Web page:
It is possible for a program with some local variable x:

bool b = x is FooBar;

to assign true to b at runtime, even though there is no conversion, implicit or explicit, from x to FooBar allowed by the compiler! That is,

FooBar foobar = (FooBar)x;

would not be allowed by the compiler in that same program.

The intention of the operator is to determine if the runtime value of x is actually a useful value of the type T, (*) and therefore we add a few additional caveats:
•T may not be a pointer type
•x may not be a lambda or anonymous method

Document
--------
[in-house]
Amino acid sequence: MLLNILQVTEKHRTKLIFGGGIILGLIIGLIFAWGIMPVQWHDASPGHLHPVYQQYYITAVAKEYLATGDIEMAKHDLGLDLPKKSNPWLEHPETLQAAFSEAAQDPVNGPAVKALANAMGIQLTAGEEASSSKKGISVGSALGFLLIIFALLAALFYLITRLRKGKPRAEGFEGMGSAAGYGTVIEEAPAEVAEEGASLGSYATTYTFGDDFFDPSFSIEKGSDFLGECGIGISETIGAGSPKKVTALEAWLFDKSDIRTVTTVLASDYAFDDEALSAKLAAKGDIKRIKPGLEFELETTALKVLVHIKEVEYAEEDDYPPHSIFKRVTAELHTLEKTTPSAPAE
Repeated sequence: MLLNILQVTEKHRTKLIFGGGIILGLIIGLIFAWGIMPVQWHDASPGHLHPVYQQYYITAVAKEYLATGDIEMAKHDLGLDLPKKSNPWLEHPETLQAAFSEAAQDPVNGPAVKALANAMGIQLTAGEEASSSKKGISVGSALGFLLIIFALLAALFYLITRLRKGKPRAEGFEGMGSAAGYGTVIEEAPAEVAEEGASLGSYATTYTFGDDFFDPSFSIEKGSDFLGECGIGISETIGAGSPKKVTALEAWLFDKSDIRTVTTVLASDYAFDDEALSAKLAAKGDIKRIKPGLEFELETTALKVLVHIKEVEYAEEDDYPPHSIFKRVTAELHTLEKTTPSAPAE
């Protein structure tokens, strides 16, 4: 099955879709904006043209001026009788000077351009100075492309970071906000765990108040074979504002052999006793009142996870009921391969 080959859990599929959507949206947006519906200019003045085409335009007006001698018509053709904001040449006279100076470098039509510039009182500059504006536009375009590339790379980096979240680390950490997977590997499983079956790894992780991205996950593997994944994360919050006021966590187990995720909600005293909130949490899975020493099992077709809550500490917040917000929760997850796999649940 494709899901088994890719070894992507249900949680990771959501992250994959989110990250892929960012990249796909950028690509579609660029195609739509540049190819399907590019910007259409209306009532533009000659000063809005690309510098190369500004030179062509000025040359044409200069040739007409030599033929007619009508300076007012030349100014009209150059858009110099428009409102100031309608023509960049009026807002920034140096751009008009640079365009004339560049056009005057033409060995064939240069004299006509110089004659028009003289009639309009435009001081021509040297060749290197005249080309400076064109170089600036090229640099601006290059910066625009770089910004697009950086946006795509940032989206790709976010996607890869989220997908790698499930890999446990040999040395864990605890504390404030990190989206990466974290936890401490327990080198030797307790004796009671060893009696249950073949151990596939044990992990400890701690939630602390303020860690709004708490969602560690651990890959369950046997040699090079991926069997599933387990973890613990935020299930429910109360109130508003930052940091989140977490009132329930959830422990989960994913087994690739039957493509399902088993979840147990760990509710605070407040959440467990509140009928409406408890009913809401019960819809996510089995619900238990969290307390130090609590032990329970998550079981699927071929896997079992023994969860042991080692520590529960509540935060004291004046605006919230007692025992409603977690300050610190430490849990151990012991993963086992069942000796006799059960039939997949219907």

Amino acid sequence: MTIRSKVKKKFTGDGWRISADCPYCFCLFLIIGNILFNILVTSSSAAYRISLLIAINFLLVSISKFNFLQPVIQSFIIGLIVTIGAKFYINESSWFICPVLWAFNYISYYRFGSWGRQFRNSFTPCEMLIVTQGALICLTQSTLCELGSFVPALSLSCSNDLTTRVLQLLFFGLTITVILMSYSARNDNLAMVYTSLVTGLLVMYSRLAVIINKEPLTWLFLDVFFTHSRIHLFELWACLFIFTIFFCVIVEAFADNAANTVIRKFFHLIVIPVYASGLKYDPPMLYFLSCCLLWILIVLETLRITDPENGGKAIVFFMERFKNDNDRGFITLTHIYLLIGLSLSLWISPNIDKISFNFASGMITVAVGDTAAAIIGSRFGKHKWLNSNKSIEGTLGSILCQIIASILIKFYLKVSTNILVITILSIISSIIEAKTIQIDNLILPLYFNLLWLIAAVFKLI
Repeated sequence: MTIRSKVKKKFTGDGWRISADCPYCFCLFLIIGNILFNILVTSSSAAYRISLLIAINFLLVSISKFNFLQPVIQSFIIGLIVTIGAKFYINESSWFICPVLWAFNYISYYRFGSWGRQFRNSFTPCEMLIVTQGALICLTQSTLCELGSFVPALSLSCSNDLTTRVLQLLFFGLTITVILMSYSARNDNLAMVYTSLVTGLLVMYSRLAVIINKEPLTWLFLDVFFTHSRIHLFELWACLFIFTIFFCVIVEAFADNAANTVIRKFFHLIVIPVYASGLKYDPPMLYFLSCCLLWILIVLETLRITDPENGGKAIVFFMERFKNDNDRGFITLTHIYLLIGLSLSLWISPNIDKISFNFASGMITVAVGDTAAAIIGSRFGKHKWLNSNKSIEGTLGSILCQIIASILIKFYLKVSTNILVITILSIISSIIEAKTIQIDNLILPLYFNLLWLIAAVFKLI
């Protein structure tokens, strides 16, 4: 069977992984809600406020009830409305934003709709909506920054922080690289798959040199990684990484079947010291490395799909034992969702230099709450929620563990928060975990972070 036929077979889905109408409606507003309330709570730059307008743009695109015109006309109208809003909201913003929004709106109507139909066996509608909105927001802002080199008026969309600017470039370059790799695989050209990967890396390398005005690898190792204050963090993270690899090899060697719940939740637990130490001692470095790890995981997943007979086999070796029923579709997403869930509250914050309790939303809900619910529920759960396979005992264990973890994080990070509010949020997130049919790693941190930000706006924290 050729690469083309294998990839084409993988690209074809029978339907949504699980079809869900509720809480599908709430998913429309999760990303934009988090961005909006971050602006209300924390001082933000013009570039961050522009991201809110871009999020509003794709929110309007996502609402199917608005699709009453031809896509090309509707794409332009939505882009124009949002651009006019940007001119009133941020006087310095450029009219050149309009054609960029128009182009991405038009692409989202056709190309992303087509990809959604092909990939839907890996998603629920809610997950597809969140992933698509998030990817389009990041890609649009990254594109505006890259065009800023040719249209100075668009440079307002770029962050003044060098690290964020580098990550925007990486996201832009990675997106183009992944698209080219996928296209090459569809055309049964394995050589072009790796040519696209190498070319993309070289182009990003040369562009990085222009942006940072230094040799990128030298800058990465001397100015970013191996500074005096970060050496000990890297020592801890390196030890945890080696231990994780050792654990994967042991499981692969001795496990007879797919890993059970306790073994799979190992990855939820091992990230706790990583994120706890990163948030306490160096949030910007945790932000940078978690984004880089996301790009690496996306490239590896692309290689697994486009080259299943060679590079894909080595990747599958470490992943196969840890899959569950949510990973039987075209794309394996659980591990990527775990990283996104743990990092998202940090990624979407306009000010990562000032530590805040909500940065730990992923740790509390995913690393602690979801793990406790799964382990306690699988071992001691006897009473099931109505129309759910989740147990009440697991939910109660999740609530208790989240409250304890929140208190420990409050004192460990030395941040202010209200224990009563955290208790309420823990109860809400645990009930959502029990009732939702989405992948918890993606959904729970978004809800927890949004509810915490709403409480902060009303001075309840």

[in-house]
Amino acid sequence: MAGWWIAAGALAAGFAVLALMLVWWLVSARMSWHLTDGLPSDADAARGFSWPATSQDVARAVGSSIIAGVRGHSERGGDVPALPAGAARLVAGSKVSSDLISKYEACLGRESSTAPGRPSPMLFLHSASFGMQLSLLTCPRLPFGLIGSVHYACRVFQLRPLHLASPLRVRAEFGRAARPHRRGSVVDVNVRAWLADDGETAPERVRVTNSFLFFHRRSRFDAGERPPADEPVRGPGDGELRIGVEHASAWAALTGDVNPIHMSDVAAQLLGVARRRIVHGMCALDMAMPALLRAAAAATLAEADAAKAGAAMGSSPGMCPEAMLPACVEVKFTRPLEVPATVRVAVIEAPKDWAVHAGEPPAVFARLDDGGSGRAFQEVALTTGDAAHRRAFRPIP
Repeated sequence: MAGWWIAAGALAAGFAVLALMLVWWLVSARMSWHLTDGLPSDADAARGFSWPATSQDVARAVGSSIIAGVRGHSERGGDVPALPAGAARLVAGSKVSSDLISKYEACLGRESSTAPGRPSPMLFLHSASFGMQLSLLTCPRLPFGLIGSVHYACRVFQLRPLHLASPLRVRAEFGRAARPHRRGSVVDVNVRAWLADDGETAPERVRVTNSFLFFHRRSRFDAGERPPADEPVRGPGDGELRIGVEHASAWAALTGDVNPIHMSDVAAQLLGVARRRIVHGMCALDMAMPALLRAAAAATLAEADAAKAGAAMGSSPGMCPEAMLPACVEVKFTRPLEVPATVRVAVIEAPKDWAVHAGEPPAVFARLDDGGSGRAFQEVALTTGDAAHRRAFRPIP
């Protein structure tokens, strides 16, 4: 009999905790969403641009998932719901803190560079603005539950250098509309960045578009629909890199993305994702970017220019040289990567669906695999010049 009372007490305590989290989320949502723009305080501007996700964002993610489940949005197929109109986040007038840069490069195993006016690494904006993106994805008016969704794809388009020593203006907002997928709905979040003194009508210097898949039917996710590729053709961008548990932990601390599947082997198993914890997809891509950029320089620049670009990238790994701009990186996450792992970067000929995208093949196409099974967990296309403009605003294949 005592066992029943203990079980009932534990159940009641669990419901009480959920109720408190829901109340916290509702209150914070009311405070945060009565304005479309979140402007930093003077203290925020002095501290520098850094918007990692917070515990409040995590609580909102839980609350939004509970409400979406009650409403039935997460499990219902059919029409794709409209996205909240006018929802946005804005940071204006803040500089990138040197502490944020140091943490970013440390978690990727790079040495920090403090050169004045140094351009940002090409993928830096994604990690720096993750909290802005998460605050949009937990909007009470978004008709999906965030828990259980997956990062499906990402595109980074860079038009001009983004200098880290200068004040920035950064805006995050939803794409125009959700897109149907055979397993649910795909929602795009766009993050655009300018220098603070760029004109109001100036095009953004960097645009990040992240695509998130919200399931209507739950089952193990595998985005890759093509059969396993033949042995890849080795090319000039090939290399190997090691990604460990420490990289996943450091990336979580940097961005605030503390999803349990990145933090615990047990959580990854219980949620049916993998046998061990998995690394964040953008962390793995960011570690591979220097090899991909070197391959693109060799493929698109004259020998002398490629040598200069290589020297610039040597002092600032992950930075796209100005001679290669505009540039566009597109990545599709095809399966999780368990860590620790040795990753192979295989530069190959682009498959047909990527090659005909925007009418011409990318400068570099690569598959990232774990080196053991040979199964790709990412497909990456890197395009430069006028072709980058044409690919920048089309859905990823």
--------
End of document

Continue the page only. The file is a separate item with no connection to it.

•if x is classified as a method group or is the null literal (**) then the result is false
•if the runtime type of x is a reference type and its value is a null reference then the result is false
•if the runtime type of x is a nullable value type and the HasValue property of its value is false then the result is false
•if the runtime type of x is a nullable value type and the HasValue property of its value is true then the result is computed as though you were checking x.Value is T